The year I let go of letting go

I don’t let go very well, we know that by now. Probably in general, but in particular when it comes to motherhood. I am acutely aware that the days I have with my children under the same roof are numbered. Una is turning 9 this year, half way one might say. More than welcoming and celebrating the changes and milestones, I hold on to what went too fast, painfully fast, as though I can stretch the time, live it and feel it a little bit longer. And for a long time I have been subconsciously beating myself up for it, and fighting it, saying things that make it sound like I am embracing what is coming and letting go of what has been. Fake it till you make it sort of thing.

Somewhere over the holidays, while reflecting on the year that past with the full heart and full belly, it dawned on me that somewhere along the line I must have realised how ridiculous this fight against my very core has been. I do not want to let go, and how should I? They are my babies, my heart. Every moment that has passed is one moment less I have to love them.  This is a simple life truth, that no self-improvement book, no New Age fad can ever change*. And somewhere along the line I seem to have let myself feel that, be at peace with that, what a relief.

1. What did you do in 2015 that you’d never done before? 

Ran a half marathon!

2. Did you keep your new year’s resolutions, and will you make more for next year?

I don’t think I made any last year? For 2016, not really a resolution but I want a little more patience and a bit less internet time.

3. Did anyone close to you give birth?

No. I was talking to a friend a couple of months ago how no one around us is having babies any more.

4. Did anyone close to you die?

Thankfully no one really close to me.

5. What countries did you visit?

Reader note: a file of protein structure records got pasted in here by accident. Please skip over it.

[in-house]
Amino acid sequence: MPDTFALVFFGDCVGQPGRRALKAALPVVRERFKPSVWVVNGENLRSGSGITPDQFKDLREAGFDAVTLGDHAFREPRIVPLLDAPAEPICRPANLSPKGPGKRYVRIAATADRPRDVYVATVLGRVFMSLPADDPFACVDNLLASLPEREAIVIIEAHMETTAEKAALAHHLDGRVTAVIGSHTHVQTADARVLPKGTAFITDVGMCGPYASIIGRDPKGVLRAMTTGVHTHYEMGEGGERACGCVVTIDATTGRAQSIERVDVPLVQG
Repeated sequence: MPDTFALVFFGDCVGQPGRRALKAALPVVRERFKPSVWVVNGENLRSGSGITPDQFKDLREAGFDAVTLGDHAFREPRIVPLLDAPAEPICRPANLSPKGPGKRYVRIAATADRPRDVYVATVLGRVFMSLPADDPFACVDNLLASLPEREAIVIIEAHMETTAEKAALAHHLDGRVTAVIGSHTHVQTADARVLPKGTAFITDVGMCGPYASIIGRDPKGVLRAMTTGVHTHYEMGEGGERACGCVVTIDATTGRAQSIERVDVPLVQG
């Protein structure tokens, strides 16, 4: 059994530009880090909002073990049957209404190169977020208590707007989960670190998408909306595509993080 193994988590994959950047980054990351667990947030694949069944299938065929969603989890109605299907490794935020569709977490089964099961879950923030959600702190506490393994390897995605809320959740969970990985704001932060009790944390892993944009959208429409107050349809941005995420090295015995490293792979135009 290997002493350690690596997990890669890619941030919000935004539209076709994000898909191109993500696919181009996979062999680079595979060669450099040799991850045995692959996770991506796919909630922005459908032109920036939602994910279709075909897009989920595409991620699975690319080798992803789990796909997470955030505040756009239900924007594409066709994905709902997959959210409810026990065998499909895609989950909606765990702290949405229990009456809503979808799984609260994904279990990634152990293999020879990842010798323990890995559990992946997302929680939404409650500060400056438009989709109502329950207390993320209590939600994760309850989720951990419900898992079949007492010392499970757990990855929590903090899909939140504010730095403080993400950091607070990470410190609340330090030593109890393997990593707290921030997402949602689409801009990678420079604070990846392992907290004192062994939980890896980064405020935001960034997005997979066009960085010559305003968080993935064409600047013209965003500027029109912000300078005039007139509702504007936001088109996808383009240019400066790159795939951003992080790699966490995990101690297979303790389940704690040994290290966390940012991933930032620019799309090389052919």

New: Canada. It made a nice dent on my travel scratch map. Loved it, from the moment I got of the plane, joined a really loooong passport control queue, an officer came and took a family with two very small very cranky children to the front of the queue and than another officer came and took all the foreign passport holders to the front of the queue. So that is the Canadian hospitality people talk about. I was there for a conference and only visited Montreal but it had such a nice vibe, friendly locals and great autumn weather. I also got to hang out there with Maja and her family there one evening and when Milos and the kids went back home the two of us had a nice dinner together, lots of talking, laughter and tears.

Other: Italy (Laggo Maggiore), England, Germany, the Balkans (Croatia/Bosnia/Serbia), France. We spent the summer holiday Croatian island hopping, filled our vitamine D reserves, swam and dove in Vis, crashed for a few days with Jasmina, Zoki and the kids in their holiday house in Zlarin. For Christmas we went to Paris with Louise and Kevin. It was really neat sharing the best of it with the kids. We went to Euro Disney, was fun enough for the kids, but really disappointing with super.long.waiting.times.for.everything, from coffee to bathrooms and let’s not talk about the rides. But we went there in good spirits and I (or was it Louise :)) may have thrown in something in the line of “this is costing a freaking fortune, so fun will be had or else…” so it all worked out in the end. Una had a hard time seeing all the homeless people on the streets of Paris and had questions like “going to Disneyland was so expensive, why didn’t we give that money to these people who have no home?”. Indeed, why don’t we?

6. What would you like to have in 2016 that you lacked in 2015?

Patience, more of it, please. Let’s make that the resolution for 2015?

7. What was your biggest achievement of the year?

Have you not seen #1? I ran a half-marathon!

I followed and completed the training for a mindfulness instructor.

9. What was your biggest failure? 

Hmmmm, I can’t think of anything I would really classify as a failure… I’ve worked a lot on the whole mildness thing, perhaps it’s working?

10. Did you suffer illness or injury?

Thankfully not.

11. What was the best thing you bought?

New running watch?

14. Where did most of your money go?

Mostly the normal stuff, bills, mortgage, holidays.

15. What did you get really, really, really excited about?

Doing the mindfulness instructor training.